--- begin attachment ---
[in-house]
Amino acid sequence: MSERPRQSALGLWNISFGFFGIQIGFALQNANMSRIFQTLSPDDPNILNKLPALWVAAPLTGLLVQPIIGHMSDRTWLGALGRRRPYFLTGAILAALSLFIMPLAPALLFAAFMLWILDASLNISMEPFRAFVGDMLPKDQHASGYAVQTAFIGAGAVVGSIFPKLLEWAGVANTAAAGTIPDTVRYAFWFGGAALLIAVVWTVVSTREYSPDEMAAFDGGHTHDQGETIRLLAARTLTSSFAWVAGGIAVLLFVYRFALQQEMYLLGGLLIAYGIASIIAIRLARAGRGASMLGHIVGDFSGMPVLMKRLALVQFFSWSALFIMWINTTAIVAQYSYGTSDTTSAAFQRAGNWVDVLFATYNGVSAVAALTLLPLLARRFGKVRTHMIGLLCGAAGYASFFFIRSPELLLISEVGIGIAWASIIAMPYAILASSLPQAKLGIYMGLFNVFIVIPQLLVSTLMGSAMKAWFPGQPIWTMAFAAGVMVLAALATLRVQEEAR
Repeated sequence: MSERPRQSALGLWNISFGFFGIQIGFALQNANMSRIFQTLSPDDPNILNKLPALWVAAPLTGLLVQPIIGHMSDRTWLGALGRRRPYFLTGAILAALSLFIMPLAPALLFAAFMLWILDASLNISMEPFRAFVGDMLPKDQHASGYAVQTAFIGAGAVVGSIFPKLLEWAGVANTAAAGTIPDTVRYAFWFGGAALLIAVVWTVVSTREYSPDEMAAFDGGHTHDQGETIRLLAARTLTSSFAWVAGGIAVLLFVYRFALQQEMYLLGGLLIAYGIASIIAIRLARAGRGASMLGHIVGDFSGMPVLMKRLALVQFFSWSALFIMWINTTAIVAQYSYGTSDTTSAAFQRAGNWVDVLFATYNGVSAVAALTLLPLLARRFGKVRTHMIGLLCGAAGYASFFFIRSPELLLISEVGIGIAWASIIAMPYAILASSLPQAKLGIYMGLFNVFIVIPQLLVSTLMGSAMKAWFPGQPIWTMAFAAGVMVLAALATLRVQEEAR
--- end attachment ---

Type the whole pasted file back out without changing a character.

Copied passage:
[in-house]
Amino acid sequence: MSERPRQSALGLWNISFGFFGIQIGFALQNANMSRIFQTLSPDDPNILNKLPALWVAAPLTGLLVQPIIGHMSDRTWLGALGRRRPYFLTGAILAALSLFIMPLAPALLFAAFMLWILDASLNISMEPFRAFVGDMLPKDQHASGYAVQTAFIGAGAVVGSIFPKLLEWAGVANTAAAGTIPDTVRYAFWFGGAALLIAVVWTVVSTREYSPDEMAAFDGGHTHDQGETIRLLAARTLTSSFAWVAGGIAVLLFVYRFALQQEMYLLGGLLIAYGIASIIAIRLARAGRGASMLGHIVGDFSGMPVLMKRLALVQFFSWSALFIMWINTTAIVAQYSYGTSDTTSAAFQRAGNWVDVLFATYNGVSAVAALTLLPLLARRFGKVRTHMIGLLCGAAGYASFFFIRSPELLLISEVGIGIAWASIIAMPYAILASSLPQAKLGIYMGLFNVFIVIPQLLVSTLMGSAMKAWFPGQPIWTMAFAAGVMVLAALATLRVQEEAR
Repeated sequence: MSERPRQSALGLWNISFGFFGIQIGFALQNANMSRIFQTLSPDDPNILNKLPALWVAAPLTGLLVQPIIGHMSDRTWLGALGRRRPYFLTGAILAALSLFIMPLAPALLFAAFMLWILDASLNISMEPFRAFVGDMLPKDQHASGYAVQTAFIGAGAVVGSIFPKLLEWAGVANTAAAGTIPDTVRYAFWFGGAALLIAVVWTVVSTREYSPDEMAAFDGGHTHDQGETIRLLAARTLTSSFAWVAGGIAVLLFVYRFALQQEMYLLGGLLIAYGIASIIAIRLARAGRGASMLGHIVGDFSGMPVLMKRLALVQFFSWSALFIMWINTTAIVAQYSYGTSDTTSAAFQRAGNWVDVLFATYNGVSAVAALTLLPLLARRFGKVRTHMIGLLCGAAGYASFFFIRSPELLLISEVGIGIAWASIIAMPYAILASSLPQAKLGIYMGLFNVFIVIPQLLVSTLMGSAMKAWFPGQPIWTMAFAAGVMVLAALATLRVQEEAR